When classrooms in California reopen for the fall term, all 6.2 million public school students will have the option to eat school meals for free, regardless of their family’s income.
The undertaking, made possible by an unexpected budget surplus, will be the largest free student lunch program in the country. School officials, lawmakers, anti-hunger organizations and parents are applauding it as a pioneering way to prevent the stigma of accepting free lunches and feed more hungry children.
“This is so historic. It’s beyond life-changing,” said Erin Primer, director of food services for the San Luis Coastal Unified School District on California’s central coast.
Several U.S. cities including New York, Boston and Chicago already offer free school meals for all. But until recently, statewide universal meal programs were considered too costly and unrealistic. California became the first state to adopt a universal program late last month, and Maine followed shortly after with a similar plan.
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When the pandemic hit, it changed everything — including how school meals were served — and provided an impetus for the universal program, which had bipartisan, unanimous support. Lawmakers previously had only pursued targeted bills such as easing school lunch debt.
After schools shut in March 2020, many transformed their parking lots into pickup sites, and federal funding allowed schools to offer meals to anyone. There were no applications, qualifications and no questions asked.
The massive turnout showed how much families rely on the meals.
The Los Angeles Unified School District, the state’s largest with 600,000 students, handed out upward of 400,000 meals a day, said spokeswoman Shannon Haber. San Luis Coastal, with 7,500 students, gave out 30,000 meals a week at the height of the pandemic, nearly triple the number before. The district includes the wealthy city of San Luis Obispo and lower-income areas.
“I thought it was a pipe dream for a long time,” said Sen. Nancy Skinner, a longtime advocate for universal free meals.
Backed by over 200 organizations in a coalition called “School Meals for All,” Skinner and other lawmakers pushed for funding in the state budget, seizing the momentum at a time when California is flush with cash. The $262 billion budget provides $54 million for the coming school year, supplementing funding from the Biden administration through June 2022. After that, California will spend $650 million annually.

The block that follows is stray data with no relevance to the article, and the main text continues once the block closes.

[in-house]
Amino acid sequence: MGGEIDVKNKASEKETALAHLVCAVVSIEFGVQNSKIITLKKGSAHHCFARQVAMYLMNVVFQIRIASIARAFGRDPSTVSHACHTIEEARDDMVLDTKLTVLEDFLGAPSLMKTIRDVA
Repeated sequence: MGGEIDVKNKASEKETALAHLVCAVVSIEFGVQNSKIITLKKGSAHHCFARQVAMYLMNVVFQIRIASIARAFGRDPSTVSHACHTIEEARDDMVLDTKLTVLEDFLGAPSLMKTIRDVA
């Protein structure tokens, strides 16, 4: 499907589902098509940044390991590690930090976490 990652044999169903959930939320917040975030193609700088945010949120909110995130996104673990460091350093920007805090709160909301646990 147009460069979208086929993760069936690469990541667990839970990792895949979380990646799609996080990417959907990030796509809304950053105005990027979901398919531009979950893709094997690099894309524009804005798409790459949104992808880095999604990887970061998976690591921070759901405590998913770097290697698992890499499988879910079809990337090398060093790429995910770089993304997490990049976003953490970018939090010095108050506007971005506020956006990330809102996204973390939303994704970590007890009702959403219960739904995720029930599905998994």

“If you’re a hungry child, you’re not going to learn well,” said Skinner, a Democrat representing Berkeley. “Why should we have to go through a bureaucratic hassle to get a kid fed, when we could just have universal meals?”
Senate Education Committee Republicans supported the plan as a way to help families struggling with California’s high cost of living. Sen. Brian Dahle, a Republican from a largely rural area of Northern California, said he had watched kids at his children’s school steal leftover food when cafeteria workers weren’t looking.
“For a lot of them that was their dinner and they were sneaking it or taking it off someone’s plate when they didn’t finish it,” said Dahle.
Schools rarely turn hungry kids away. But for children who didn’t qualify and needed lunch, their parents were billed and many racked up huge debts. In recent years some schools threatened to not let students graduate middle or high school until lunch debts were paid, or stamped the hands of students who owed money, said Jessica Bartholow, chief of staff for Skinner who previously was an anti-hunger advocate.
Some schools would hire debt collectors to hound parents, but at the end of the year schools have to use general fund dollars to pay off lunch program debts, she said.
For Tina Self, a mother of three, avoiding the cost of $3 school lunches every day will be an enormous relief.
“It might seem like a little bit, but it helps a lot,” said Self, who lives in San Luis Obispo where a gallon of gas can cost just shy of $5 a gallon and rent is “crazy.”
“Lucky for us we both have a job and we have two running cars,” she said of herself and her husband. “But we’re barely making it as it is.”
Tony Wold, an associate superintendent of the West Contra Costa Unified School, says it’s about time lunches were free.
“Just like you need to give students textbooks and a computer, there are certain things you need to do. And this is one of them,” Wold said.